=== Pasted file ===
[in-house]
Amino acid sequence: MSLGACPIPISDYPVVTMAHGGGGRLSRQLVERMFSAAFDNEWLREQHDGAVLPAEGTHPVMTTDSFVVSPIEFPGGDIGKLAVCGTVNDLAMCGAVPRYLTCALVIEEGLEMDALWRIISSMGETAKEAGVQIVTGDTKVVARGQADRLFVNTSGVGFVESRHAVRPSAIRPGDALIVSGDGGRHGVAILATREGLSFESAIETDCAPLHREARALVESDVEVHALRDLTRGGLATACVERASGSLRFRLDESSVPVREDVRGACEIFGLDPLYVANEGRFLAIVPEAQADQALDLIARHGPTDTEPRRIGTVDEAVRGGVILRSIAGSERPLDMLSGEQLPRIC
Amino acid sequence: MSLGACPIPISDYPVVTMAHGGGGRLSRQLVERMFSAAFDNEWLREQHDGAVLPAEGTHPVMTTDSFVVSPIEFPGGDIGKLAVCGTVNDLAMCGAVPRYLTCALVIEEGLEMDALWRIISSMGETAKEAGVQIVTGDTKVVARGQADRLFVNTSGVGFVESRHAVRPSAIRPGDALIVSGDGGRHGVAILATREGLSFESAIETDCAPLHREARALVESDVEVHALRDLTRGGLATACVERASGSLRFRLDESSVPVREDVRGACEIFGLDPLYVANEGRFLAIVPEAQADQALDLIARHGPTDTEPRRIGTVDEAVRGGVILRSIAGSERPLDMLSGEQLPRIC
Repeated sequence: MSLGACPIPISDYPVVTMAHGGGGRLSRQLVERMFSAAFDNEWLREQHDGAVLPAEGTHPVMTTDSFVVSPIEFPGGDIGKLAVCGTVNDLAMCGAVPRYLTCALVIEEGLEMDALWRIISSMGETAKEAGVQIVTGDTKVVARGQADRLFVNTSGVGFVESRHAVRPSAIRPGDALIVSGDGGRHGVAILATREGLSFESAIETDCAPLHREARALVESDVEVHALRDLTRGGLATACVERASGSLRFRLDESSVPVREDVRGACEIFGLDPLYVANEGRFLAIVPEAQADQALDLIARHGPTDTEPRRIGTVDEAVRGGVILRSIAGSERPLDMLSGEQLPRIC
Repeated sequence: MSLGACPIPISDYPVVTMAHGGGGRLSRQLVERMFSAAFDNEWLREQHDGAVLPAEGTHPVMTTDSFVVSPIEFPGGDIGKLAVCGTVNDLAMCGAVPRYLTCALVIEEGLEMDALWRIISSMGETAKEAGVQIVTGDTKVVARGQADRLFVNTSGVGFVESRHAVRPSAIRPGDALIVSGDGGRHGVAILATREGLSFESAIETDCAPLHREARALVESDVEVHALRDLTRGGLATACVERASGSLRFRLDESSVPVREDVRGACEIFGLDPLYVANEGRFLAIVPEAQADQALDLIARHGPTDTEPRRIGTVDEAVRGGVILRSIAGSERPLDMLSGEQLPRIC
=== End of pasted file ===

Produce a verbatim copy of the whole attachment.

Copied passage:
[in-house]
Amino acid sequence: MSLGACPIPISDYPVVTMAHGGGGRLSRQLVERMFSAAFDNEWLREQHDGAVLPAEGTHPVMTTDSFVVSPIEFPGGDIGKLAVCGTVNDLAMCGAVPRYLTCALVIEEGLEMDALWRIISSMGETAKEAGVQIVTGDTKVVARGQADRLFVNTSGVGFVESRHAVRPSAIRPGDALIVSGDGGRHGVAILATREGLSFESAIETDCAPLHREARALVESDVEVHALRDLTRGGLATACVERASGSLRFRLDESSVPVREDVRGACEIFGLDPLYVANEGRFLAIVPEAQADQALDLIARHGPTDTEPRRIGTVDEAVRGGVILRSIAGSERPLDMLSGEQLPRIC
Amino acid sequence: MSLGACPIPISDYPVVTMAHGGGGRLSRQLVERMFSAAFDNEWLREQHDGAVLPAEGTHPVMTTDSFVVSPIEFPGGDIGKLAVCGTVNDLAMCGAVPRYLTCALVIEEGLEMDALWRIISSMGETAKEAGVQIVTGDTKVVARGQADRLFVNTSGVGFVESRHAVRPSAIRPGDALIVSGDGGRHGVAILATREGLSFESAIETDCAPLHREARALVESDVEVHALRDLTRGGLATACVERASGSLRFRLDESSVPVREDVRGACEIFGLDPLYVANEGRFLAIVPEAQADQALDLIARHGPTDTEPRRIGTVDEAVRGGVILRSIAGSERPLDMLSGEQLPRIC
Repeated sequence: MSLGACPIPISDYPVVTMAHGGGGRLSRQLVERMFSAAFDNEWLREQHDGAVLPAEGTHPVMTTDSFVVSPIEFPGGDIGKLAVCGTVNDLAMCGAVPRYLTCALVIEEGLEMDALWRIISSMGETAKEAGVQIVTGDTKVVARGQADRLFVNTSGVGFVESRHAVRPSAIRPGDALIVSGDGGRHGVAILATREGLSFESAIETDCAPLHREARALVESDVEVHALRDLTRGGLATACVERASGSLRFRLDESSVPVREDVRGACEIFGLDPLYVANEGRFLAIVPEAQADQALDLIARHGPTDTEPRRIGTVDEAVRGGVILRSIAGSERPLDMLSGEQLPRIC
Repeated sequence: MSLGACPIPISDYPVVTMAHGGGGRLSRQLVERMFSAAFDNEWLREQHDGAVLPAEGTHPVMTTDSFVVSPIEFPGGDIGKLAVCGTVNDLAMCGAVPRYLTCALVIEEGLEMDALWRIISSMGETAKEAGVQIVTGDTKVVARGQADRLFVNTSGVGFVESRHAVRPSAIRPGDALIVSGDGGRHGVAILATREGLSFESAIETDCAPLHREARALVESDVEVHALRDLTRGGLATACVERASGSLRFRLDESSVPVREDVRGACEIFGLDPLYVANEGRFLAIVPEAQADQALDLIARHGPTDTEPRRIGTVDEAVRGGVILRSIAGSERPLDMLSGEQLPRIC